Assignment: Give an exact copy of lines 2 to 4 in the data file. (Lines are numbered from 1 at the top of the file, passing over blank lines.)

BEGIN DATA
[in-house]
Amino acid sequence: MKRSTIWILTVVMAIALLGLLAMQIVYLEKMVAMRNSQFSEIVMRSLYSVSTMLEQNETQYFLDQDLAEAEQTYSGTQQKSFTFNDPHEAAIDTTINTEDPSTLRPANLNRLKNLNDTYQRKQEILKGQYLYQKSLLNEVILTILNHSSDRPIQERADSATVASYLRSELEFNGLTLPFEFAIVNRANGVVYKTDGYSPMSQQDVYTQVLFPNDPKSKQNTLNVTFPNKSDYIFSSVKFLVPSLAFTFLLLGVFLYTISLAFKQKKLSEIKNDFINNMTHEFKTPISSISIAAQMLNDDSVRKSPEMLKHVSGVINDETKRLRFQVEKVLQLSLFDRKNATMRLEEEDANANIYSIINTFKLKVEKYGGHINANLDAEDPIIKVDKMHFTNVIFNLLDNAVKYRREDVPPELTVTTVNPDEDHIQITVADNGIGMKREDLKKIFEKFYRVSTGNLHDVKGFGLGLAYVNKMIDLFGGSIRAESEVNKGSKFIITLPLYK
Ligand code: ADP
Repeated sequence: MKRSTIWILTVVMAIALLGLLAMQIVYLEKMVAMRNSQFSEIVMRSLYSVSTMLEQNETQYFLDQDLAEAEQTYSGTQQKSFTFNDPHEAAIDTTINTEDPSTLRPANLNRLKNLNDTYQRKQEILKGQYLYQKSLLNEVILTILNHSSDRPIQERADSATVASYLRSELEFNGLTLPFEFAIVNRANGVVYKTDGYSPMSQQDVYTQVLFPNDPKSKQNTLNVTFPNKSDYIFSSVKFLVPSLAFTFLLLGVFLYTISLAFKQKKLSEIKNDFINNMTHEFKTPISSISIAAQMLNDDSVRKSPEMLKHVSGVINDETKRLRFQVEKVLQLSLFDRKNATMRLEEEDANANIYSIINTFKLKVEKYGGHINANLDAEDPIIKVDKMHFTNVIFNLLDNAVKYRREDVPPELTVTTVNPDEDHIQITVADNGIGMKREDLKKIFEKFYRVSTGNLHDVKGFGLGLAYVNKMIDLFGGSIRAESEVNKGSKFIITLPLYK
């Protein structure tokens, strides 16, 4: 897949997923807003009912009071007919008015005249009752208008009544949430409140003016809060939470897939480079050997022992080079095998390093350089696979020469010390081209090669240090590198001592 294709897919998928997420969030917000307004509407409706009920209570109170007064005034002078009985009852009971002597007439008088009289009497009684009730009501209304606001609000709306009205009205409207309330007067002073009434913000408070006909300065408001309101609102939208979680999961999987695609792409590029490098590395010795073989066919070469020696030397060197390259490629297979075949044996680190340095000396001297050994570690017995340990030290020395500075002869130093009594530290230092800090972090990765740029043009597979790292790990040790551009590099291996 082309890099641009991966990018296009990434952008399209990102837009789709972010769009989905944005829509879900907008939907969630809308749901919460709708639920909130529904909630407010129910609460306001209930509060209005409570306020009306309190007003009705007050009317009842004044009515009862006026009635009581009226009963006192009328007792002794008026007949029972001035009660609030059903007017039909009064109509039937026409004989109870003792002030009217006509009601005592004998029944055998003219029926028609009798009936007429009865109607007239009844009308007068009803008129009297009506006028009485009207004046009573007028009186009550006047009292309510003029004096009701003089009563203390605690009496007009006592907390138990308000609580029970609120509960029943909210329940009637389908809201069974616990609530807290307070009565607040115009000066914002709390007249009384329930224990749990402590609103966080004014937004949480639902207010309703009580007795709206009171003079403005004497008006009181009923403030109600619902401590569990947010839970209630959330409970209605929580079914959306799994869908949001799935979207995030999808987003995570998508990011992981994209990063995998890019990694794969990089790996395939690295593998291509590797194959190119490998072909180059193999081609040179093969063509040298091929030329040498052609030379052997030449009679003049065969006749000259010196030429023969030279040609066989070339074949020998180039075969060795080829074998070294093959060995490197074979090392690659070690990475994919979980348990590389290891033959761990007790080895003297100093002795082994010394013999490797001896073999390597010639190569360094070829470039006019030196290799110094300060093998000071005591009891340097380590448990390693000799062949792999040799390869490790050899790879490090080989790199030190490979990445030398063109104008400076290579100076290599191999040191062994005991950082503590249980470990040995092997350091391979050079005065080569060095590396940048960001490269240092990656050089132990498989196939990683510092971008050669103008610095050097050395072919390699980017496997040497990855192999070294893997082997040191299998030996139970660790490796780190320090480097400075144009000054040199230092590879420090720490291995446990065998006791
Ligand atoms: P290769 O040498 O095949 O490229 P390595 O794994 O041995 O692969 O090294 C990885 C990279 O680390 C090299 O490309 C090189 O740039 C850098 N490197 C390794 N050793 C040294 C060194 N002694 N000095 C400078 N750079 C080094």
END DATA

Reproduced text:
Amino acid sequence: MKRSTIWILTVVMAIALLGLLAMQIVYLEKMVAMRNSQFSEIVMRSLYSVSTMLEQNETQYFLDQDLAEAEQTYSGTQQKSFTFNDPHEAAIDTTINTEDPSTLRPANLNRLKNLNDTYQRKQEILKGQYLYQKSLLNEVILTILNHSSDRPIQERADSATVASYLRSELEFNGLTLPFEFAIVNRANGVVYKTDGYSPMSQQDVYTQVLFPNDPKSKQNTLNVTFPNKSDYIFSSVKFLVPSLAFTFLLLGVFLYTISLAFKQKKLSEIKNDFINNMTHEFKTPISSISIAAQMLNDDSVRKSPEMLKHVSGVINDETKRLRFQVEKVLQLSLFDRKNATMRLEEEDANANIYSIINTFKLKVEKYGGHINANLDAEDPIIKVDKMHFTNVIFNLLDNAVKYRREDVPPELTVTTVNPDEDHIQITVADNGIGMKREDLKKIFEKFYRVSTGNLHDVKGFGLGLAYVNKMIDLFGGSIRAESEVNKGSKFIITLPLYK
Ligand code: ADP
Repeated sequence: MKRSTIWILTVVMAIALLGLLAMQIVYLEKMVAMRNSQFSEIVMRSLYSVSTMLEQNETQYFLDQDLAEAEQTYSGTQQKSFTFNDPHEAAIDTTINTEDPSTLRPANLNRLKNLNDTYQRKQEILKGQYLYQKSLLNEVILTILNHSSDRPIQERADSATVASYLRSELEFNGLTLPFEFAIVNRANGVVYKTDGYSPMSQQDVYTQVLFPNDPKSKQNTLNVTFPNKSDYIFSSVKFLVPSLAFTFLLLGVFLYTISLAFKQKKLSEIKNDFINNMTHEFKTPISSISIAAQMLNDDSVRKSPEMLKHVSGVINDETKRLRFQVEKVLQLSLFDRKNATMRLEEEDANANIYSIINTFKLKVEKYGGHINANLDAEDPIIKVDKMHFTNVIFNLLDNAVKYRREDVPPELTVTTVNPDEDHIQITVADNGIGMKREDLKKIFEKFYRVSTGNLHDVKGFGLGLAYVNKMIDLFGGSIRAESEVNKGSKFIITLPLYK